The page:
Of course, the meykongr is heir in default of a male, but in Thornbjorg’s case she also stands in for her husband when he is taken prisoner and her castle attacked. She puts on armour again and rallys an army to fight them off. (Their son was twelve, so he’s disqualified as well.) It does not lack the revelation scene, where King Hrolf returns, and meets a warrior, who, when Hrolf pushes up their visor, turns out to be his wife.


I could list many other examples, and they are certainly interesting, but one in particular stands out. In the story of Marmoria, as told in Partalopa saga, the maiden-king seems to have realized the catch inherent in her position; she can maintain her power for as long as she remains unmarried. So she decides to take a secret lover, and settles on the dauphin of France. (Partalopa saga is based on a French romance, Partalopas de Blois.)

She goes off to France in disguise to check him out, and, satisfied with what she sees, conjures him to her bed. (She is also very learned, and knows magic.) From her it turns into an Eros and Psyche in reverse, as Partalopi breaks his promise not find out who she is at the behest of concerned relations, learns her identity, and must find Marmoria again, this time the hard way.

The disguise, and assumption of male prerogatives, including the reverse bridal-quest, are reminiscent of  the goddess Skadi’s story, only this version isn’t being played for laughs. It does point up one important point about maiden-kings, and that is the meaning of their maiden status. Some of them defend their actual physical virginity with all the might they can muster, but some, like Marmoria here, see their maiden status as more to do with the concept of “proud, unmarried woman, full of potential”. (Prestgaard Andersen: 297)

Other stories took a more literal view. In a later version of the Brynhild story, Thridreks saga, she hangs Gunnar up on the wall for the three nights of their honeymoon, which Sigurd explains was necessary because Brynhild can only keep her strength as long as she is a virgin. (Once again, you wonder if that was why the Aesir were so ready to offer Skadi a husband.)

Jochens offers an insight into the nature of the meykongr character’s function in the narrative:

Clearly, a meykongr was a perfect foil to the hero in a bridal-quest narrative. By insisting on remaining unmarried, she added dramatic tension that the author could intensify and prolong according to the heroine’s cleverness…The overriding theme is the man’s quest as suitor, to which the woman eventually succumbs, but the narrative interest is centered on the woman’s stratagems to obstruct the marriage and the men’s initial failures, rather than on the final outcome. (103)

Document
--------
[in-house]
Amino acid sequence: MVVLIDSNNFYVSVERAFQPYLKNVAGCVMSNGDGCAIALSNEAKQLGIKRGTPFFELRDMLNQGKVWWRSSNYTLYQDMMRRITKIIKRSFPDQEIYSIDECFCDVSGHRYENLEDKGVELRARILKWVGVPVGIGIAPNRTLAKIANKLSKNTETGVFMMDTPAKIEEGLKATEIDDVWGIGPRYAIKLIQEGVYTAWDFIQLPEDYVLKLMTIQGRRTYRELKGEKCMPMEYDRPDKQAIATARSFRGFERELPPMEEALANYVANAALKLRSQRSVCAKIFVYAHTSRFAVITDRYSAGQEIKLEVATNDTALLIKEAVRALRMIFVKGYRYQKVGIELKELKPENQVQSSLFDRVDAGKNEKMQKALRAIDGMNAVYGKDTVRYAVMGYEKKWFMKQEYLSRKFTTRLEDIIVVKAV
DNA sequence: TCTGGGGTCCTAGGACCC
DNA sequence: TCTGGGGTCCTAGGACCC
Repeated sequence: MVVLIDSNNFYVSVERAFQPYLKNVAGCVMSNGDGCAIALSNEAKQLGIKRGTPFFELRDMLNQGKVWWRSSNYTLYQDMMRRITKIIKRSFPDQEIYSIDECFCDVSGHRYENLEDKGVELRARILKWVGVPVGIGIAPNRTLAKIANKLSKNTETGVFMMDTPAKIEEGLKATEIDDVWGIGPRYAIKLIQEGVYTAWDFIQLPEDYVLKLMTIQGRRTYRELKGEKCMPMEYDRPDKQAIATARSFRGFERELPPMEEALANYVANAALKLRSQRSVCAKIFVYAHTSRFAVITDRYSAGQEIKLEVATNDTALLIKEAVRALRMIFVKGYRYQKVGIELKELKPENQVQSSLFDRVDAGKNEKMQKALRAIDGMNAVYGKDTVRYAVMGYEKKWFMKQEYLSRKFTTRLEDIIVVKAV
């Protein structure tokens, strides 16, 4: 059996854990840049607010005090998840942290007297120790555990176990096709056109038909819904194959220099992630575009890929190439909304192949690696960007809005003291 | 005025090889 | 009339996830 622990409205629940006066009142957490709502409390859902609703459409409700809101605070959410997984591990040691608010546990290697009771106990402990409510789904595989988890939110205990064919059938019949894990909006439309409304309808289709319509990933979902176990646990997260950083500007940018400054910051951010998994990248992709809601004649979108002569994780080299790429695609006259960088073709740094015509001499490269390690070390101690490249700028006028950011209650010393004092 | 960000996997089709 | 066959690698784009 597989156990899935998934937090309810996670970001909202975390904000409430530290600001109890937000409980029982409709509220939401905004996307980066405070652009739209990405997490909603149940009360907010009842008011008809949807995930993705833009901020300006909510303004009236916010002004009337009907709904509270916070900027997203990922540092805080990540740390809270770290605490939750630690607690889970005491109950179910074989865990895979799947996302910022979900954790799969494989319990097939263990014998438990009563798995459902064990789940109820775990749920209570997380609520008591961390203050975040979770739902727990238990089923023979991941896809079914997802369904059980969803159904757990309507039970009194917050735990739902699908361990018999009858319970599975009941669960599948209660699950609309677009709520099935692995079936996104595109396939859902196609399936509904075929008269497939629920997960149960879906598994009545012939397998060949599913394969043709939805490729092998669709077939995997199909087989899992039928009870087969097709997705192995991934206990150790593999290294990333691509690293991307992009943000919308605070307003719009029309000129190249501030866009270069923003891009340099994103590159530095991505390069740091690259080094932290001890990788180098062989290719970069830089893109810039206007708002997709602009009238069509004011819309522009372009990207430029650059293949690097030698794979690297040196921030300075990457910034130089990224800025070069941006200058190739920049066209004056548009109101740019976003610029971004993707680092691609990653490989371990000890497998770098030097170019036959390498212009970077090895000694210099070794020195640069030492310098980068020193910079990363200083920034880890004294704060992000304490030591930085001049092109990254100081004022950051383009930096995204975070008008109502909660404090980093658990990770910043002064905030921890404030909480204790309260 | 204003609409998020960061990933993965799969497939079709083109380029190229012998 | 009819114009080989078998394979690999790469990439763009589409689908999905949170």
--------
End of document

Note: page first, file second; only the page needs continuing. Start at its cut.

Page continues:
Although the stories are the work of men, they may very well reflect women’s fantasies of being involved in great matters: “And as though they wanted not only to give birth to the next generation but to also be able to dream of personal fame and immortality. (Prestgard Andersen: 315)


Bagerius, Henric 2013: “Romance and Violence: Aristocratic Sexuality in Late Medieval Iceland”, Mirator 14/1: 79 – 96. (Can be found here.)
Jochens, Jenny Old 1996: Norse Images of Women, University of Pennsylvania. (available at Questia)
Jóhanna Katrín Fríðriksdóttir “From Heroic Legend to ‘Medieval Screwball Comedy’? The Origins, Development and Interpretation of the Maiden-King Narrative”, in The Legendary Sagas, Origins and Developments, eds. Annette Lassen et. al., University of Iceland Press. (also available from
Kalinke, Marianne 1990: Bridal-Quest Romance in Medieval Iceland, Cornell University Press.
McDonald, Sheryl (2010) “Nítiða saga: A Normalised Icelandic Text and Translation”, Leeds Studies in English 40: 119 – 145. (Can be found here.)
Prestergard Andersen, Lise 2002: “On Valkyries, shield-maidens, and other armed women in Old Norse sources and Saxo Grammaticus” in Mythological Women : Studies in Memory of Lotte Motz (1922-1997), eds. Rudolf Simek and Wilhelm Heizmann, Studia Medievalia Septentronalia 7, Vienna: 290 – 318.

The image of Stack rock fort at Milford Haven comes from Flickr, by LTCR1.